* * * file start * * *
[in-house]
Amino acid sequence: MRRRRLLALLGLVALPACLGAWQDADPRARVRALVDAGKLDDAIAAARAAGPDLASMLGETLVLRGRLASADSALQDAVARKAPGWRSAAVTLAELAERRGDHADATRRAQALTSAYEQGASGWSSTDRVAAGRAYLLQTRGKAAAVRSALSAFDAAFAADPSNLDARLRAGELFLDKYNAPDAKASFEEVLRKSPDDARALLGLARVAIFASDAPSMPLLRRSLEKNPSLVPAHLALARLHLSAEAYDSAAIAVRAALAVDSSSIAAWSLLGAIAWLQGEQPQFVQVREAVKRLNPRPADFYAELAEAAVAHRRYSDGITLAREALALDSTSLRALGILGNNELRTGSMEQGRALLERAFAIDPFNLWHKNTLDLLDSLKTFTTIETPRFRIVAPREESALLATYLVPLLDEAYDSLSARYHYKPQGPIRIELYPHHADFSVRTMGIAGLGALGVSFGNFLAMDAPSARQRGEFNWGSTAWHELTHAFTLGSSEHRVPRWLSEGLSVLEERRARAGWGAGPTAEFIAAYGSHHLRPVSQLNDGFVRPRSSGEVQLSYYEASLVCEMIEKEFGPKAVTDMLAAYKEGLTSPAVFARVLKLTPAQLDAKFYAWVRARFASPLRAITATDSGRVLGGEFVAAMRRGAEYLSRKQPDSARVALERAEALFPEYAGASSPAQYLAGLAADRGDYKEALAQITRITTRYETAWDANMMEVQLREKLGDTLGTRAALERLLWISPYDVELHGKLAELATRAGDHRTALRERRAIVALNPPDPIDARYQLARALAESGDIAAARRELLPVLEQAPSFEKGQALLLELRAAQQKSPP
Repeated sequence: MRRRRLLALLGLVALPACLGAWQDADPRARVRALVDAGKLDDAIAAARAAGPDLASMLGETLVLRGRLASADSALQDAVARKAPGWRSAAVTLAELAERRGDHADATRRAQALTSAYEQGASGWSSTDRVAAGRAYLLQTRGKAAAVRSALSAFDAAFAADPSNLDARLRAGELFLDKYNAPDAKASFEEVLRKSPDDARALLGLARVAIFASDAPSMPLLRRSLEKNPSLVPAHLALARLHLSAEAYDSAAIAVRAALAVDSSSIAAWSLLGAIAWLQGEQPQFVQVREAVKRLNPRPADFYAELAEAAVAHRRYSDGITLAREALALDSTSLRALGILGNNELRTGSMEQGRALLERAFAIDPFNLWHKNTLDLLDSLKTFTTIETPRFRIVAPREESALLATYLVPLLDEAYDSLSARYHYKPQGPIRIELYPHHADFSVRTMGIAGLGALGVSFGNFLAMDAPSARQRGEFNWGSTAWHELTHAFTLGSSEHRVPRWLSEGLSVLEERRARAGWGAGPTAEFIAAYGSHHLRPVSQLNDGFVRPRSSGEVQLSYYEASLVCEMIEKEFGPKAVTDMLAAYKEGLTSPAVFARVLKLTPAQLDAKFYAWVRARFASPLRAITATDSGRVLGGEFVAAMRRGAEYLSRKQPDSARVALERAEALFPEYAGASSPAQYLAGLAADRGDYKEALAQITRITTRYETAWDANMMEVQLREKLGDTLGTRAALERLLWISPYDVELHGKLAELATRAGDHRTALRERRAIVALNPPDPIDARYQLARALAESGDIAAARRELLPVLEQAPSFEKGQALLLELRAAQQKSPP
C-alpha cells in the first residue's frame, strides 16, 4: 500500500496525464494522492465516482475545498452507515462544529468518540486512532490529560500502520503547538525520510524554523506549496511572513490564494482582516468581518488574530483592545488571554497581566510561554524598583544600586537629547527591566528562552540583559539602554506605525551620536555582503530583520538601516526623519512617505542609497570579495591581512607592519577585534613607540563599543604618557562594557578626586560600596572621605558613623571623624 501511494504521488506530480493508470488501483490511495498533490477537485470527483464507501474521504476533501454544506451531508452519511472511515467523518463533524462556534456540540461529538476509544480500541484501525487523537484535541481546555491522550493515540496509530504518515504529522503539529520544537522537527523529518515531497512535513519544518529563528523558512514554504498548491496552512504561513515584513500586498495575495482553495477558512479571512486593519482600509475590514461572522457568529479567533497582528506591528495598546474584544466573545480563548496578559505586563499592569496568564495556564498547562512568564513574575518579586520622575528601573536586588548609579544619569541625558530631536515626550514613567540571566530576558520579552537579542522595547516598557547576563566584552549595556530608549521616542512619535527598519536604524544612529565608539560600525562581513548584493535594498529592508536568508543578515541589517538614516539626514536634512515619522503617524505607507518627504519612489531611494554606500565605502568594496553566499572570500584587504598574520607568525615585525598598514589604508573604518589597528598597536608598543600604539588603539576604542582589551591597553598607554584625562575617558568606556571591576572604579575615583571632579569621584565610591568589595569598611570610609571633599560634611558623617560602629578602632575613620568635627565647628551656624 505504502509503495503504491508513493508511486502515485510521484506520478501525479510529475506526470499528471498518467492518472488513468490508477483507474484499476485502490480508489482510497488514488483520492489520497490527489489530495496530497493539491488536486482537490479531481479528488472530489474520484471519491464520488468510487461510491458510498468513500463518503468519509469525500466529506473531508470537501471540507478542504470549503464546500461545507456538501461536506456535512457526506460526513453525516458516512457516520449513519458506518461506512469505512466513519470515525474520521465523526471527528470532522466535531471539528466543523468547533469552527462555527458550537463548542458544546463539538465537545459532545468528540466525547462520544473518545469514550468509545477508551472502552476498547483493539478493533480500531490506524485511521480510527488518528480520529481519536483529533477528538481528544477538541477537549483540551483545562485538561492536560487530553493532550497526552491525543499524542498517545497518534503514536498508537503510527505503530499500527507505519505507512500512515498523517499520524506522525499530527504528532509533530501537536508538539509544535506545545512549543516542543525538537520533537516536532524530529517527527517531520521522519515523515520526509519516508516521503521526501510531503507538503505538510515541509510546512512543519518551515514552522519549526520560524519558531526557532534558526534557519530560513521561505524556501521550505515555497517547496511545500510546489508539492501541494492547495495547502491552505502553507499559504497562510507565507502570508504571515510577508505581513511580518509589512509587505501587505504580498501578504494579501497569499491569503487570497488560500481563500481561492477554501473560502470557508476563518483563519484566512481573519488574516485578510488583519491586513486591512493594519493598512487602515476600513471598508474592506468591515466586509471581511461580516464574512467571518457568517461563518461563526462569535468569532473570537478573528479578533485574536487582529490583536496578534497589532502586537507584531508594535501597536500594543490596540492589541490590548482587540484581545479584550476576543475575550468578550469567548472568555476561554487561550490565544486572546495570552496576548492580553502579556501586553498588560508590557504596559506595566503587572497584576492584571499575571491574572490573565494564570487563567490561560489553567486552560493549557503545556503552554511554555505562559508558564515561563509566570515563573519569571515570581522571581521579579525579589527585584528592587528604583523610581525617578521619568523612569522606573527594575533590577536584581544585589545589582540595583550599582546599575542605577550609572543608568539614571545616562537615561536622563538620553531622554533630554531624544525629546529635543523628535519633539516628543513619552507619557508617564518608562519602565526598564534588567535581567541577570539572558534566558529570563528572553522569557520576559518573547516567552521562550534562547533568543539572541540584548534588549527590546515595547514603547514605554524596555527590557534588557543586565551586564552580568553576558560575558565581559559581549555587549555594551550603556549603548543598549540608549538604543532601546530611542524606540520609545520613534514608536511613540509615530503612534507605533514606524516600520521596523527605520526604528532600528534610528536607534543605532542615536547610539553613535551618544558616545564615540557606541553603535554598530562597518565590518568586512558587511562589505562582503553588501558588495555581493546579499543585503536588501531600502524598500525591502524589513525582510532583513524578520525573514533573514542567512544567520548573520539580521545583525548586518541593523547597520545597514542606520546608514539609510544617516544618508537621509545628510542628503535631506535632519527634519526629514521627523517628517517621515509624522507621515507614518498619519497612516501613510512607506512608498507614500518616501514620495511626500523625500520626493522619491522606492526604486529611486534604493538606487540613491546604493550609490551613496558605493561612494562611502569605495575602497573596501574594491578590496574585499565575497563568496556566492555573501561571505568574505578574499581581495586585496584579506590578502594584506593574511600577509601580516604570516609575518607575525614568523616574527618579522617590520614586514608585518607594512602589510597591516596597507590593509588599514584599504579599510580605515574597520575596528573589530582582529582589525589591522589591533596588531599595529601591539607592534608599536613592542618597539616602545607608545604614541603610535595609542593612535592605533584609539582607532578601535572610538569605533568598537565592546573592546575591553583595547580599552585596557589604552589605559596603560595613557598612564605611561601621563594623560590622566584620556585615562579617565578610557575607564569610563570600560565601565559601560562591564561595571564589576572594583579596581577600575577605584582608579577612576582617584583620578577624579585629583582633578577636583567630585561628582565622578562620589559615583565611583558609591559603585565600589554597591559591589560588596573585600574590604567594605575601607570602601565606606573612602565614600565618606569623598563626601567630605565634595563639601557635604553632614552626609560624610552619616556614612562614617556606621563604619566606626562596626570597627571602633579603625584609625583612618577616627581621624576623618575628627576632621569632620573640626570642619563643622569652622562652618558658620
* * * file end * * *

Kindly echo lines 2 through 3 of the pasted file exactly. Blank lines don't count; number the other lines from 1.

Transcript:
Amino acid sequence: MRRRRLLALLGLVALPACLGAWQDADPRARVRALVDAGKLDDAIAAARAAGPDLASMLGETLVLRGRLASADSALQDAVARKAPGWRSAAVTLAELAERRGDHADATRRAQALTSAYEQGASGWSSTDRVAAGRAYLLQTRGKAAAVRSALSAFDAAFAADPSNLDARLRAGELFLDKYNAPDAKASFEEVLRKSPDDARALLGLARVAIFASDAPSMPLLRRSLEKNPSLVPAHLALARLHLSAEAYDSAAIAVRAALAVDSSSIAAWSLLGAIAWLQGEQPQFVQVREAVKRLNPRPADFYAELAEAAVAHRRYSDGITLAREALALDSTSLRALGILGNNELRTGSMEQGRALLERAFAIDPFNLWHKNTLDLLDSLKTFTTIETPRFRIVAPREESALLATYLVPLLDEAYDSLSARYHYKPQGPIRIELYPHHADFSVRTMGIAGLGALGVSFGNFLAMDAPSARQRGEFNWGSTAWHELTHAFTLGSSEHRVPRWLSEGLSVLEERRARAGWGAGPTAEFIAAYGSHHLRPVSQLNDGFVRPRSSGEVQLSYYEASLVCEMIEKEFGPKAVTDMLAAYKEGLTSPAVFARVLKLTPAQLDAKFYAWVRARFASPLRAITATDSGRVLGGEFVAAMRRGAEYLSRKQPDSARVALERAEALFPEYAGASSPAQYLAGLAADRGDYKEALAQITRITTRYETAWDANMMEVQLREKLGDTLGTRAALERLLWISPYDVELHGKLAELATRAGDHRTALRERRAIVALNPPDPIDARYQLARALAESGDIAAARRELLPVLEQAPSFEKGQALLLELRAAQQKSPP
Repeated sequence: MRRRRLLALLGLVALPACLGAWQDADPRARVRALVDAGKLDDAIAAARAAGPDLASMLGETLVLRGRLASADSALQDAVARKAPGWRSAAVTLAELAERRGDHADATRRAQALTSAYEQGASGWSSTDRVAAGRAYLLQTRGKAAAVRSALSAFDAAFAADPSNLDARLRAGELFLDKYNAPDAKASFEEVLRKSPDDARALLGLARVAIFASDAPSMPLLRRSLEKNPSLVPAHLALARLHLSAEAYDSAAIAVRAALAVDSSSIAAWSLLGAIAWLQGEQPQFVQVREAVKRLNPRPADFYAELAEAAVAHRRYSDGITLAREALALDSTSLRALGILGNNELRTGSMEQGRALLERAFAIDPFNLWHKNTLDLLDSLKTFTTIETPRFRIVAPREESALLATYLVPLLDEAYDSLSARYHYKPQGPIRIELYPHHADFSVRTMGIAGLGALGVSFGNFLAMDAPSARQRGEFNWGSTAWHELTHAFTLGSSEHRVPRWLSEGLSVLEERRARAGWGAGPTAEFIAAYGSHHLRPVSQLNDGFVRPRSSGEVQLSYYEASLVCEMIEKEFGPKAVTDMLAAYKEGLTSPAVFARVLKLTPAQLDAKFYAWVRARFASPLRAITATDSGRVLGGEFVAAMRRGAEYLSRKQPDSARVALERAEALFPEYAGASSPAQYLAGLAADRGDYKEALAQITRITTRYETAWDANMMEVQLREKLGDTLGTRAALERLLWISPYDVELHGKLAELATRAGDHRTALRERRAIVALNPPDPIDARYQLARALAESGDIAAARRELLPVLEQAPSFEKGQALLLELRAAQQKSPP